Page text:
Artefacts are items which are introduced mid-game, and give significant bonuses to those who possess them. Upon release, they are placed in heavily defended Natarian villages, and can be acquired either by conquering the village, or by destroying the treasury in the target village and sending an army accompanied by the hero to capture the artefacts. All players with a treasury can see the locations of the artefacts. Based on the bonus strength and area of effect, artefacts are split into four categories: village-wide artefacts provide the bonus to the village that the artefacts are currently in; realm-level artefacts generally have a weaker bonus, but affect all the villages in the player's realm; unique artefacts also affect all the villages in the realm, but they provide bonuses that are at least as strong as that of village-wide artefacts; the fourth type of artefact provides alliance-wide effects, which are only used for the construction plans for the Wonders of the World that are released near the end of the game.
Different artefacts provide bonuses to different attributes. There are nine types of artefacts; the bonuses of the first six are stronger buildings, faster troops, better spies, less hungry troops, faster troop training, and improved cranny capacity with less precision for enemy catapults. The bonus and its strength provided by the seventh type are randomised, and switch between the first six every 24 hours. The effect can also be positive or negative. The eighth artefact provides the player with the construction plans for the great warehouse and granary. The ninth provides the plans for the Wonders of the World.
Equipment and consumable items affect the hero and the army that he or she accompanies. Equipment consists of armour and weapons for the hero, mounts, and special items that increase the speed or carrying capacity of the troops. Consumable items include those that regenerate the hero's health, provide experience points, reduce battle losses, increase culture points, reset the hero's attributes, and provide the means to capture animals from oases. Items are obtained during a hero's adventures, and can be traded on the silver market.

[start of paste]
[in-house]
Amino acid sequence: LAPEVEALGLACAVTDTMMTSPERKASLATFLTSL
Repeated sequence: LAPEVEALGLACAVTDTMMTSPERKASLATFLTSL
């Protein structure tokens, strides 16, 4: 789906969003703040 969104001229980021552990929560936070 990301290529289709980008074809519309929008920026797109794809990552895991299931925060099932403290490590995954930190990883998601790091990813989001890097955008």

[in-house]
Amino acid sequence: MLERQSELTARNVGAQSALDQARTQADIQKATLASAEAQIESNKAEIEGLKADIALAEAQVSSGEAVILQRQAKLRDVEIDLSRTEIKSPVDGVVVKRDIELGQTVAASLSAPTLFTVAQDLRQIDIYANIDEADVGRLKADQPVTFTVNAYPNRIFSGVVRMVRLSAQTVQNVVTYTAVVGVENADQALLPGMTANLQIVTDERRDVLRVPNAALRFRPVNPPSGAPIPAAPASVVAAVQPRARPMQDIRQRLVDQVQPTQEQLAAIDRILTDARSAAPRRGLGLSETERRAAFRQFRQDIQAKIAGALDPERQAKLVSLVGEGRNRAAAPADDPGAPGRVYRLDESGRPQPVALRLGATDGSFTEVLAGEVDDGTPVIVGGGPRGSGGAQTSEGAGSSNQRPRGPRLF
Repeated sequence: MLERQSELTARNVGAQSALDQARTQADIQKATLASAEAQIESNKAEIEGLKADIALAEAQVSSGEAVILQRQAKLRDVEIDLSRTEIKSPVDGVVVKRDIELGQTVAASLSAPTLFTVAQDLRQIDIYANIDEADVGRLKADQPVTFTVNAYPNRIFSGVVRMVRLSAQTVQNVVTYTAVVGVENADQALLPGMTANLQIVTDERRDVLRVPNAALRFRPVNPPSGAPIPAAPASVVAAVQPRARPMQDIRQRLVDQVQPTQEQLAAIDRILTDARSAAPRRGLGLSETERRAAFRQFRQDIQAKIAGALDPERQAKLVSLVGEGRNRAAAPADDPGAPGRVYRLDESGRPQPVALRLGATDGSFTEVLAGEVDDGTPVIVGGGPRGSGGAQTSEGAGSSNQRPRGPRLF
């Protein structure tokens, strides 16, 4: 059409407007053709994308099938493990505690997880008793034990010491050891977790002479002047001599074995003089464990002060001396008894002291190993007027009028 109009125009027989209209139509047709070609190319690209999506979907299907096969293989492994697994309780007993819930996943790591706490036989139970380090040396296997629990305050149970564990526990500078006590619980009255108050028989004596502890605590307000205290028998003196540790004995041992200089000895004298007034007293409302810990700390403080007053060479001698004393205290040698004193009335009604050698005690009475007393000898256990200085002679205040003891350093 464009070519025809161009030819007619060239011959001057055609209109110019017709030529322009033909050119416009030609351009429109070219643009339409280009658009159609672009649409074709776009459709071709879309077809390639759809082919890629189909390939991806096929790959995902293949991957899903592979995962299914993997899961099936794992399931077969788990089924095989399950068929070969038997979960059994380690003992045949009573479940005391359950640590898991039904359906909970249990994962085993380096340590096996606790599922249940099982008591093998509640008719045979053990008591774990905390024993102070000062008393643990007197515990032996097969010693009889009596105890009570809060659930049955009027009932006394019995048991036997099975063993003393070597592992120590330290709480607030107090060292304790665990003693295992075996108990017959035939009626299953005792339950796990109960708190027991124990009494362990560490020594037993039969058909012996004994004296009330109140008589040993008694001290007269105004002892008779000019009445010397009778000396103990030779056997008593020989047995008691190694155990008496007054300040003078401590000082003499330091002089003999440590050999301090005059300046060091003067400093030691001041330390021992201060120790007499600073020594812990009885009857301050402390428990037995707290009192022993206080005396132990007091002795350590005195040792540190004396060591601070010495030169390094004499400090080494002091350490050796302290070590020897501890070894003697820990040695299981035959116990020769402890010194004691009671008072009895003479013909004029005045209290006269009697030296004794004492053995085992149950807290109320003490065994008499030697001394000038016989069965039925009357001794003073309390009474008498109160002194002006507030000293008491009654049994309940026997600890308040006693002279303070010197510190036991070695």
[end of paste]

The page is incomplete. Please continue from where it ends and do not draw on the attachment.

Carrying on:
Travian players can create and join alliances whose members support each other economically and militarily. Once in an alliance, the player can make, view and accept alliance-only resource trading offers in their village marketplaces. There are also features such as shared combat reports to support military cooperation between members. Each alliance member can view combat reports from every other member of the alliance, and there is a forum and a web chat feature for talking to other members. Alliance leaders can delegate powers to other members of the alliance, including the ability to send mass alliance-wide in-game messages, invite new players into the alliance, remove existing members of the alliance and change the alliance name and description.